There are a few stretches where you must walk on the road as there is no pavement or verge. Walk on the right side facing the oncoming traffic unless there is a right-hand turn, in which case you should cross to the outside edge to allow drivers the maximum chance to see you.

There are lots of river crossings in today’s walk. There are always stepping stones available but these may be slippery.


Tips and hints

Points of Interest

Honister Slate Visitor’s Centre

Slate mining has been an important industry in this area, dating back to the 1700s, and indeed today you will pass much of the infrastructure including a walk along a disused tramway. To really understand the area and its history you can go into the Honister Slate Visitor’s Centre, which runs daily tours into the mines. If you have enough energy and a head for heights, you can even tackle a via Ferrata (climbing) route to explore the mines. There is also a café where you can get snacks or drink.

More information available here:


Food and Drink

It is 20 kilometres before you reach the Honister Slate Mine and the attached café which is the first opportunity to get food or drink. There is another café, The Flock In, in Rosthwaite where you finish the trail, and a few pubs/B&B’s which serve evening meals.

It might be beneficial to arrange a packed lunch in Ennerdale.


Ennerdale Bridge (106 m)
OS Grid
NY 06940 15806
54.528956, -3.439496
54°31'44.2"N 3°26'22.2"W
30U 471557 6042465
Show on Map


Rosthwaite, Village Hall and Car Park

Turn-by-turn directions

*** To help you follow this section with confidence we have provided full written turn by turns to aid you on your walk from Ennerdale to Rosthwaite (High Route). Whilst, the first 9 kilometres of the walk is a stroll along Ennerdale Water - when you make the switch onto the high route, it can become featureless and trickier to navigate so we strongly suggest that you always follow the GPS tracks in the Macs Adventure smartphone app to ensure you have a safe, enjoyable and problem-free day.  The daily maps can also be printed from the web version of the app should you wish to take paper copies with you. ***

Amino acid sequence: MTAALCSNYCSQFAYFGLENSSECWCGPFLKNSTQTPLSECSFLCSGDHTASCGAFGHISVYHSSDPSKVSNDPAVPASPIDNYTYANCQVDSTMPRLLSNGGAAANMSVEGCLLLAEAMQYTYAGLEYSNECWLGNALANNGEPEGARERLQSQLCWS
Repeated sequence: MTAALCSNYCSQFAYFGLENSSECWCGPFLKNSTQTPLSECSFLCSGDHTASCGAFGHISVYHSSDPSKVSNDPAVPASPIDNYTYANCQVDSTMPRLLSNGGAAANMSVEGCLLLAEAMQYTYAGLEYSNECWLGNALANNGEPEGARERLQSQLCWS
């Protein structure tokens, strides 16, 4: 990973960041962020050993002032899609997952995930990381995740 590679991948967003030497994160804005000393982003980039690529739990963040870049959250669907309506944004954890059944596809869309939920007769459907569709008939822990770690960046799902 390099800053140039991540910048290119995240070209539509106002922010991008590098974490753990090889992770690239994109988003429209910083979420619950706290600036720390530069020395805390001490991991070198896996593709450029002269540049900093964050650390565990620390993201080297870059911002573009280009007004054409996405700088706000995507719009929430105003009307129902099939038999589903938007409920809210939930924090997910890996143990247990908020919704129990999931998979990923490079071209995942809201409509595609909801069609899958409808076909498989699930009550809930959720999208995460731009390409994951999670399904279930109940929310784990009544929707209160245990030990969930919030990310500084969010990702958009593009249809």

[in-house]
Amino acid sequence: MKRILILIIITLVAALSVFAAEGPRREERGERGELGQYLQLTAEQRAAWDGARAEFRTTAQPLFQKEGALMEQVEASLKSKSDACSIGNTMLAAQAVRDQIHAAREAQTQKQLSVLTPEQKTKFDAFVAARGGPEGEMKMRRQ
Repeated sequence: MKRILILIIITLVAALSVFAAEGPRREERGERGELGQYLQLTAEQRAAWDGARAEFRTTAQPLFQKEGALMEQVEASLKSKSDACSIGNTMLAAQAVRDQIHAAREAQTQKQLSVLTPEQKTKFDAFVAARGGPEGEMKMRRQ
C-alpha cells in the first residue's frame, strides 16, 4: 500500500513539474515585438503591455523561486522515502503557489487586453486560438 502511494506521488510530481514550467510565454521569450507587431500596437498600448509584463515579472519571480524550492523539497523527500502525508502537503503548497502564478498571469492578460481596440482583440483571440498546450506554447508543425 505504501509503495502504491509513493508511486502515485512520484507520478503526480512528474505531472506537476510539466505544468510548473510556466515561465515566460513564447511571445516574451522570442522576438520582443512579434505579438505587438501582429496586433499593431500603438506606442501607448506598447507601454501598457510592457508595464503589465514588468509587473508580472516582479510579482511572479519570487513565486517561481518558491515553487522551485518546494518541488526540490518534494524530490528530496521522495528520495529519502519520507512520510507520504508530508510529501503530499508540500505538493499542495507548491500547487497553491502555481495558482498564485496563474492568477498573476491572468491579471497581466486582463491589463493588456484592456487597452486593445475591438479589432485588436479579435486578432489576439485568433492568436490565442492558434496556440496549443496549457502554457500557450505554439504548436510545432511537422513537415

0.00km – Start on Ennerdale Bridge, facing downstream. TURN RIGHT to walk towards the telephone box and postbox. After 60 metres TURN RIGHT following the sign to Ennerdale Water, passing a primary school on your left. Walk on the right-hand side facing the oncoming traffic.

0.37km – TURN RIGHT to walk onto the signposted permissive footpath that runs just parallel to the road on your left.

0.82km – As the footpath bears left to meet the road, TURN RIGHT then TURN RIGHT again to follow the signpost to Ennerdale Water, 1 mile away.

1.30km – BEAR LEFT, then after 300 metres BEAR RIGHT, at both junctions choosing to remain on the paved road. After another 400 metres, CONTINUE STRAIGHT ON over a bridge.

2.00km – As the road becomes gravel CONTINUE STRAIGHT ON towards the lake directly ahead and passing the car park on your left.

2.30km – As the path forks BEAR RIGHT to follow the path along the south side of Ennerdale Water, crossing over a bridge after 100 metres and walking with the lake on your left. If it has rained heavily recently, it is advisable to bear left at this fork and follow the north side, as the south side can become a stream.

3.70km – BEAR RIGHT as the path forks to climb uphill over Robin Hood’s Chair. This section is a little exposed and scrambly but very short. The path continues over a few sections of loose scree and uses stepping stones to cross several becks; bear in mind these may be slippery, but in general, the path is easy to follow.

5.00km – There is a wider steam to cross in the forested section and then CONTINUE STRAIGHT ON through a gatekeeping the lake on your left.

6.50km – As you reach the end of the lake, CONTINUE STRAIGHT ON through a gate. Continue across a bridge and then a vague grassy path with dry-wall on your right; After 600 metres pass through a gate and then TURN RIGHT following a yellow arrow and keeping a wire fence, drywall and tree plantation on your right.